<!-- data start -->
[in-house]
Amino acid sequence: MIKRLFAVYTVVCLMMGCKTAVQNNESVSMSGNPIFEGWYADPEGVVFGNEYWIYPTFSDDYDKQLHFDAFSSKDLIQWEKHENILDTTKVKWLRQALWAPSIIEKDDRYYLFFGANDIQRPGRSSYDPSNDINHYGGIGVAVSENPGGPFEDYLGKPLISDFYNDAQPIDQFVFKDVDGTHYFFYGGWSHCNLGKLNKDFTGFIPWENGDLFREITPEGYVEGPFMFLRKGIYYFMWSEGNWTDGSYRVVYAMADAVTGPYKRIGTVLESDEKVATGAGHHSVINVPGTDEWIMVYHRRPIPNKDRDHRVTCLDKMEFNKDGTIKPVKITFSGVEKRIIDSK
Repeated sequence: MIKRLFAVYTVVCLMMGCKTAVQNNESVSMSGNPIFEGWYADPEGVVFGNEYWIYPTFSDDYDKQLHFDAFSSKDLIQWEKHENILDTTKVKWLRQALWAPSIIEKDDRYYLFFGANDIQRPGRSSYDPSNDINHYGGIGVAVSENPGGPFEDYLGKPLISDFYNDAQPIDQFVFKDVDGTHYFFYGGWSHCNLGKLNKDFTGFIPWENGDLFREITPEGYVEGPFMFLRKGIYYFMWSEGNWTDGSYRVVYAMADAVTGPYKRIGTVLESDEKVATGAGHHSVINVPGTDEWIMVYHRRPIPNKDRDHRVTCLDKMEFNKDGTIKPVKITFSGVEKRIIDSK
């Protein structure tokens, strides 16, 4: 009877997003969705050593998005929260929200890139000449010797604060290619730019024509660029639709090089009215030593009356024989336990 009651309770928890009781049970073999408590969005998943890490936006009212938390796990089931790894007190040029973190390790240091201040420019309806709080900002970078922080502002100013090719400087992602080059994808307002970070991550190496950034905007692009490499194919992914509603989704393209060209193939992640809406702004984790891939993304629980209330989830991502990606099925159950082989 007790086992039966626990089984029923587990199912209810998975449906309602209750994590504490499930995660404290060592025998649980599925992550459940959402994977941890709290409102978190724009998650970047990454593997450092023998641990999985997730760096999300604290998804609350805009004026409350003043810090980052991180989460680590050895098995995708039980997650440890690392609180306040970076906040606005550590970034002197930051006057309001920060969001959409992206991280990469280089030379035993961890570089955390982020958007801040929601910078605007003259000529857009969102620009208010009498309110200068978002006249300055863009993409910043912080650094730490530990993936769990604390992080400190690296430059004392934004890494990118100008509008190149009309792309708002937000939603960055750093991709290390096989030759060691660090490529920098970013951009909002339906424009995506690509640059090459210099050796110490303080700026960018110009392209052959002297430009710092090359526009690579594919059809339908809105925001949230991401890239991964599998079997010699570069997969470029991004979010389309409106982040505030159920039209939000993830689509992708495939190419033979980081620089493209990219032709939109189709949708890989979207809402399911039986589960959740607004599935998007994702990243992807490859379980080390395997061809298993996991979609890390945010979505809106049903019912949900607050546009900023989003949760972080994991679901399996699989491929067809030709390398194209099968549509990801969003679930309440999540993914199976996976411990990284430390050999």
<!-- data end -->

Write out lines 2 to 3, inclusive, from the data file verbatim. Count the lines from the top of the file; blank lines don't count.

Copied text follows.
Amino acid sequence: MIKRLFAVYTVVCLMMGCKTAVQNNESVSMSGNPIFEGWYADPEGVVFGNEYWIYPTFSDDYDKQLHFDAFSSKDLIQWEKHENILDTTKVKWLRQALWAPSIIEKDDRYYLFFGANDIQRPGRSSYDPSNDINHYGGIGVAVSENPGGPFEDYLGKPLISDFYNDAQPIDQFVFKDVDGTHYFFYGGWSHCNLGKLNKDFTGFIPWENGDLFREITPEGYVEGPFMFLRKGIYYFMWSEGNWTDGSYRVVYAMADAVTGPYKRIGTVLESDEKVATGAGHHSVINVPGTDEWIMVYHRRPIPNKDRDHRVTCLDKMEFNKDGTIKPVKITFSGVEKRIIDSK
Repeated sequence: MIKRLFAVYTVVCLMMGCKTAVQNNESVSMSGNPIFEGWYADPEGVVFGNEYWIYPTFSDDYDKQLHFDAFSSKDLIQWEKHENILDTTKVKWLRQALWAPSIIEKDDRYYLFFGANDIQRPGRSSYDPSNDINHYGGIGVAVSENPGGPFEDYLGKPLISDFYNDAQPIDQFVFKDVDGTHYFFYGGWSHCNLGKLNKDFTGFIPWENGDLFREITPEGYVEGPFMFLRKGIYYFMWSEGNWTDGSYRVVYAMADAVTGPYKRIGTVLESDEKVATGAGHHSVINVPGTDEWIMVYHRRPIPNKDRDHRVTCLDKMEFNKDGTIKPVKITFSGVEKRIIDSK